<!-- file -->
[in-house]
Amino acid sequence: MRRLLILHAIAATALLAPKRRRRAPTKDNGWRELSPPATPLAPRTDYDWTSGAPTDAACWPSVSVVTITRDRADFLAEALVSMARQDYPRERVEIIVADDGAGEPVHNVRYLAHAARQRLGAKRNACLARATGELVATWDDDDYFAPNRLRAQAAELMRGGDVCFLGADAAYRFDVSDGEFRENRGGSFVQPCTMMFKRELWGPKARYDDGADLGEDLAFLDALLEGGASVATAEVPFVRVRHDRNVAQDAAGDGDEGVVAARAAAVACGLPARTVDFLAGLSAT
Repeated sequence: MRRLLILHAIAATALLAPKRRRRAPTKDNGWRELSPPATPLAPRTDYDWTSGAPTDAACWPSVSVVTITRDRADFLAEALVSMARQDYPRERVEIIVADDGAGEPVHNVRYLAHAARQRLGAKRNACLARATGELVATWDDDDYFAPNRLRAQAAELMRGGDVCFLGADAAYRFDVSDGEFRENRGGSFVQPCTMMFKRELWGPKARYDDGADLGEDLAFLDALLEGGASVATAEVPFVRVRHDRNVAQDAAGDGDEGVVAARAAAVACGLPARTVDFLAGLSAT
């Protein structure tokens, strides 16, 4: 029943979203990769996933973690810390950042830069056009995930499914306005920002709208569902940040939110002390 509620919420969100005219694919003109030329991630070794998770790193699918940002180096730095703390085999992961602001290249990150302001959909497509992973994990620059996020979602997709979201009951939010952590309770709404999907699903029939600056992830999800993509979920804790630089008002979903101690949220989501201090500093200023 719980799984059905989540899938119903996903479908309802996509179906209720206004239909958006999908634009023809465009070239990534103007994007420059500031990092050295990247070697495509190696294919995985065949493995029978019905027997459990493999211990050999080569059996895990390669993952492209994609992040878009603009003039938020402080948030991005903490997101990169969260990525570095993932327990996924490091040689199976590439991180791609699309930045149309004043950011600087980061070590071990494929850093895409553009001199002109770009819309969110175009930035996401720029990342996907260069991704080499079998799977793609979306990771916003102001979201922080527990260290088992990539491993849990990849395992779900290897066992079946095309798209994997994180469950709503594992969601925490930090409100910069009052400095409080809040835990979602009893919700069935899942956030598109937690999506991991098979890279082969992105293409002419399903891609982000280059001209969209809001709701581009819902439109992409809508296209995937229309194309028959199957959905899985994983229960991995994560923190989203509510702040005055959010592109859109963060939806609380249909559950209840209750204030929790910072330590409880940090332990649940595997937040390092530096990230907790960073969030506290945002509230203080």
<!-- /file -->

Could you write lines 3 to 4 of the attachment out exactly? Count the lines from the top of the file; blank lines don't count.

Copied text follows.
Repeated sequence: MRRLLILHAIAATALLAPKRRRRAPTKDNGWRELSPPATPLAPRTDYDWTSGAPTDAACWPSVSVVTITRDRADFLAEALVSMARQDYPRERVEIIVADDGAGEPVHNVRYLAHAARQRLGAKRNACLARATGELVATWDDDDYFAPNRLRAQAAELMRGGDVCFLGADAAYRFDVSDGEFRENRGGSFVQPCTMMFKRELWGPKARYDDGADLGEDLAFLDALLEGGASVATAEVPFVRVRHDRNVAQDAAGDGDEGVVAARAAAVACGLPARTVDFLAGLSAT
């Protein structure tokens, strides 16, 4: 029943979203990769996933973690810390950042830069056009995930499914306005920002709208569902940040939110002390 509620919420969100005219694919003109030329991630070794998770790193699918940002180096730095703390085999992961602001290249990150302001959909497509992973994990620059996020979602997709979201009951939010952590309770709404999907699903029939600056992830999800993509979920804790630089008002979903101690949220989501201090500093200023 719980799984059905989540899938119903996903479908309802996509179906209720206004239909958006999908634009023809465009070239990534103007994007420059500031990092050295990247070697495509190696294919995985065949493995029978019905027997459990493999211990050999080569059996895990390669993952492209994609992040878009603009003039938020402080948030991005903490997101990169969260990525570095993932327990996924490091040689199976590439991180791609699309930045149309004043950011600087980061070590071990494929850093895409553009001199002109770009819309969110175009930035996401720029990342996907260069991704080499079998799977793609979306990771916003102001979201922080527990260290088992990539491993849990990849395992779900290897066992079946095309798209994997994180469950709503594992969601925490930090409100910069009052400095409080809040835990979602009893919700069935899942956030598109937690999506991991098979890279082969992105293409002419399903891609982000280059001209969209809001709701581009819902439109992409809508296209995937229309194309028959199957959905899985994983229960991995994560923190989203509510702040005055959010592109859109963060939806609380249909559950209840209750204030929790910072330590409880940090332990649940595997937040390092530096990230907790960073969030506290945002509230203080």